IOWA CITY, Iowa - It was about gaining enough yards to survive the crush.

No. 3 Iowa had defeated No. 4 Penn State, 23-20, on Saturday at Kinnick Stadium, on a day when the sold-out place swelled with the emotions that fluctuated between frustration, anger, pensiveness, and then sheer joy.

And so, when the vast majority of 69,250 fans poured out of the stands to celebrate as time ran out, the first concern of the Hawkeyes was how to get out of the maelstrom.

“It was scary for a second,” said quarterback Spencer Petras, whose 44-yard touchdown pass to Nico Ragaini with 6:26 to play provided the winning points. “(Tight end) Sam (LaPorta) said we have to get off the field real quick because we could get trampled.”

So, why not go back to that design in the playbook that always seems to work?

The quarterback sneak.

Actually, it was a reverse of what usually works. Fullback Monte Pottebaum, who always plows into the pile from the back end, led the way for his quarterback and others.

“He was in front pushing,” Petras said. “It was super fun. Super fun”

Yes, it was.

“We’re all enjoying this,” said Iowa coach Kirk Ferentz.

The first top-five matchup for Iowa since the 1985 No. 1 vs. No. 2 game against Michigan had just enough of those work-of-art moments that can make these games historic.

“At some point, you have to step up and do something,” Ferentz said.

The masterpiece was the throw from Petras to Ragaini. It was a play that Petras said the Hawkeyes had “kept in the back pocket” until just the right time.

Penn State’s defense rattled Petras, and left the Hawkeyes searching the playbook for that one play.

“I don’t know if we played anybody that brought as much pressure as them,” Ferentz said.

They found it with one they had practiced during the week, when Ragaini said Petras had fired a 70-yard pass to him that was flawless.

“Everybody knows Spencer has a great arm,” Ragaini said. “Put the ball on the line, straight to me.”

The Nittany Lions had disrupted the Hawkeyes all day with blitzes, and this play would have been catastrophic had they done it again. Instead, Petras noticed in the pre-snap read that they weren’t coming.

Petras rolled right, and with Penn State’s defense cascading toward that side of the field, fired toward the other sideline, where Ragaini was waiting, wide-open. Ragaini raised toward the pylon and, as he was shoved from behind, reached out and got the ball across the goal line.

“That was a crazy good route,” Petras said.

“You hope they take the bait,” Ragaini said. “The guy took the bait, and Spencer made a great throw.”

The Hawkeyes had been shaky all day, but that one play was effectively smooth.

“It was just executed so well,” Ferentz said.

“Great call, great play design, and it came at the right time,” Petras said. “Not a moment too soon.”

Iowa (6-0 overall, 3-0 Big Ten) won its 12th consecutive game dating back to last season. The Hawkeyes were skittish, yet created similar disruption with the Nittany Lions (5-1, 2-1).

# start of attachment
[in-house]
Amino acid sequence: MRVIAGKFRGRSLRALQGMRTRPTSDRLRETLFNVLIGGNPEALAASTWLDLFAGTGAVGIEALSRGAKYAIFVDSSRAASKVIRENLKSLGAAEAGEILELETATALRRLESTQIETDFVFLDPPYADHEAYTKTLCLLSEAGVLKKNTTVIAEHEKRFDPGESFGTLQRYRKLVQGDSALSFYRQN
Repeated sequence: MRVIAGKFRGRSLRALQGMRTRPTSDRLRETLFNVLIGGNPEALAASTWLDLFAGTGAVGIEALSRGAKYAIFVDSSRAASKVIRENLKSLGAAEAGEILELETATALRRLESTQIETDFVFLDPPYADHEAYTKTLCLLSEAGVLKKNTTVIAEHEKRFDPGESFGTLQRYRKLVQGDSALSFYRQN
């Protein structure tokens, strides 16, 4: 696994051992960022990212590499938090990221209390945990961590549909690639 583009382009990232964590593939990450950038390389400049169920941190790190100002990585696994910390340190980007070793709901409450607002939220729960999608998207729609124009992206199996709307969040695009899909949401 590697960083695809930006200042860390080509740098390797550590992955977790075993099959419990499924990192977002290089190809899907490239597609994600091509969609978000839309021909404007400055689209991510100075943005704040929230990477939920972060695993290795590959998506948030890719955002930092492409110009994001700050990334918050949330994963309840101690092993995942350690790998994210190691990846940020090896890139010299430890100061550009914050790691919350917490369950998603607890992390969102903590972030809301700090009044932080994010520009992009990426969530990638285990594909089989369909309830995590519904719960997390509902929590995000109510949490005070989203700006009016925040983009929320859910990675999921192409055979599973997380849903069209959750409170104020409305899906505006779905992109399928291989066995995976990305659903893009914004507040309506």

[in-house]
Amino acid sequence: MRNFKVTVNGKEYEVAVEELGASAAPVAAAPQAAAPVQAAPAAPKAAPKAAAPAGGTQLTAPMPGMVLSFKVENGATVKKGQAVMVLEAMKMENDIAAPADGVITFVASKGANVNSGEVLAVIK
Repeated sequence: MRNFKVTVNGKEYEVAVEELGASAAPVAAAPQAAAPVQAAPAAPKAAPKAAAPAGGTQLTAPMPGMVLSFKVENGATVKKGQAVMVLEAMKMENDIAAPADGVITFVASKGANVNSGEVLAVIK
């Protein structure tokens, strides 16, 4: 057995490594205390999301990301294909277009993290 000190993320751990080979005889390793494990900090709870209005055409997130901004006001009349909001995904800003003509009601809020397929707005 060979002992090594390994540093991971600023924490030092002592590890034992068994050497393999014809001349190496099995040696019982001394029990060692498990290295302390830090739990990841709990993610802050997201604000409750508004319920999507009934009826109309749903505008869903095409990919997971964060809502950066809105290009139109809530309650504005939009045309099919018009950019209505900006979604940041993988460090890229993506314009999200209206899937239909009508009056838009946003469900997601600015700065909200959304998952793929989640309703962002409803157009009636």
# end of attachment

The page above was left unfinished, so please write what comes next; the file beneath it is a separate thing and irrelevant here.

Quarterback Sean Clifford, who had bedeviled the Hawkeyes in the first two quarters with 146 passing yards and 36 rushing yards on three carries, was knocked out late in the first half when he was drilled by linebacker Jack Campbell on an incomplete third-down pass.

Backup Ta’Quon Roberson was then fed to the Kinnick chaos. His first five plays were a fumble that he recovered, an incomplete pass, and then three consecutive false-start penalties that were like shoveling coal on the fire surrounding him.

“It was a tough environment,” Roberson said.

That created an opening for the Hawkeyes, who got a 9-yard touchdown pass from Petras to Charlie Jones late in the first half to trail 17-10 at halftime.

Then, after Roberson led Penn State to a field goal in the third quarter, the Hawkeyes got two field goals from Caleb Shudak.

They would need one big play from the playbook. They found it, but they also had to rely on Petras, who missed on eight of his first nine passes but finished the game by completing 8-of-11 passes in the second half.

“We’ve had confidence in him, even when it was a little bumpy a year ago,” Ferentz said.

I have all the confidence in the world in him,” cornerback Matt Hankins said. “When it came down to it he made the plays and that’s what we needed. The first half was iffy for the whole team, but in the fourth quarter we came back and finished it off and that’s all we can do.”

Maybe it felt like an escape, but good teams find ways to extricate themselves on rocky days.

“We have a finishing mindset,” defensive lineman Logan Lee said.

Then, it was just a matter of getting out of the celebration.

“Just to be in the middle of that is kind of chaos,” Lee said. “But I won’t forget something like that.”

“This was, like, the biggest of the big-time,” Ragaini said. “It’s pretty awesome.”

Ferentz wasn’t worried about getting out.

“I had good security,” he said.